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Instrumental vision

chapter
posted on 01.01.2013, 00:00 authored by Rosemary Woodcock
This chapter interrogates stereo-immersive ‘virtual reality’ (VR), the technology that enables a perceiver to experience what it is like to be immersed in a simulated environment. While the simulation is powered by the “geometry engine” (Cutting, 1997: 31) associated with high-end computer imaging technology, the visual experience itself is powered by ordinary human vision: the vision system’s innate capacity to see “in 3D”. To understand and critically appraise stereo-immersive VR, we should study not its purported ‘virtuality’, but its specific visuality, because the ‘reality’ of a so-called ‘virtual environment’ is afforded by the stereoacuity of binocular vision itself. By way of such a critique of the visuality of stereo-immersive VR, this chapter suggests that we think about the ‘practice’ of vision, and consider on what basis vision can have its own ‘materiality’. Pictorial perception is proposed as an exemplary visual mode in which the possibilities of perception might emerge. Against the ‘possibilities’ of vision associated with pictures, the visuality of stereo-immersive VR emerges as a harnessing, or ‘instrumentalisation’ of vision’s innate capabilities. James J. Gibson’s ‘ecological’ approach to vision studies is referenced to show the degree to which developers of VR have sought — and succeeded — to mimic the ‘realness’ of ordinary perceptual reality. This raises a question concerning whether the success of stereo-immersive VR is simultaneously the source of its own perceptual redundancy: for to bring into being the perceptual basis of ordinary ‘real’ reality, is to return the perceiver to what is already familiar and known.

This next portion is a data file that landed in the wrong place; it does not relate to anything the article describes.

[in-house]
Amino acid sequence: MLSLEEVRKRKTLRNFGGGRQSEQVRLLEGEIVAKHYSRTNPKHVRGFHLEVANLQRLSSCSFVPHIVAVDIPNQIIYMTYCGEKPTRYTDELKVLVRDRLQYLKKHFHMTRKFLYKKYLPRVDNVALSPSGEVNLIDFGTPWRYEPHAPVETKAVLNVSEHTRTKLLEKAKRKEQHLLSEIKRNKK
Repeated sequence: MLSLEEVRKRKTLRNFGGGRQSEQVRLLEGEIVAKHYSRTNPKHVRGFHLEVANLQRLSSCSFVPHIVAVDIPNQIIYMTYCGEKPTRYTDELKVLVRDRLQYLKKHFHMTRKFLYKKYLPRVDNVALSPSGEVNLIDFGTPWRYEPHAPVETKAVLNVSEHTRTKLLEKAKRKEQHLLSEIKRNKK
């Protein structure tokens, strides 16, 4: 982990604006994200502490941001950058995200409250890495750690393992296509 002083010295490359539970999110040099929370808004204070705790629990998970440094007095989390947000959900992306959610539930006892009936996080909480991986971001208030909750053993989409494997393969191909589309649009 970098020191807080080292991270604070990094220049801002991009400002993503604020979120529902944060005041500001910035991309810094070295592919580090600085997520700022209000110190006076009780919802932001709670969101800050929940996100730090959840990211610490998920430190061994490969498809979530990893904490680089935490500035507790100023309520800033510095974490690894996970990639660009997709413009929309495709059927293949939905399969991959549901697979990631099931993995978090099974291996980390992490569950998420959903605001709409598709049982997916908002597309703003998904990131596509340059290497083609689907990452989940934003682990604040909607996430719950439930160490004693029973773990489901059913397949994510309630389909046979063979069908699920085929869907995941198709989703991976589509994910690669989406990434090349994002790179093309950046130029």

History

Title of book

Carnal knowledge : towards a new materialism through the arts

Chapter number

12

Pagination

171 - 184

Publisher

I.B.Tauris

Place of publication

London, England

ISBN-13

9781780762654

ISBN-10

1780762658

Language

eng

Publication classification

B1 Book chapter

Extent

14

Editor/Contributor(s)

B Bolt, E Barrett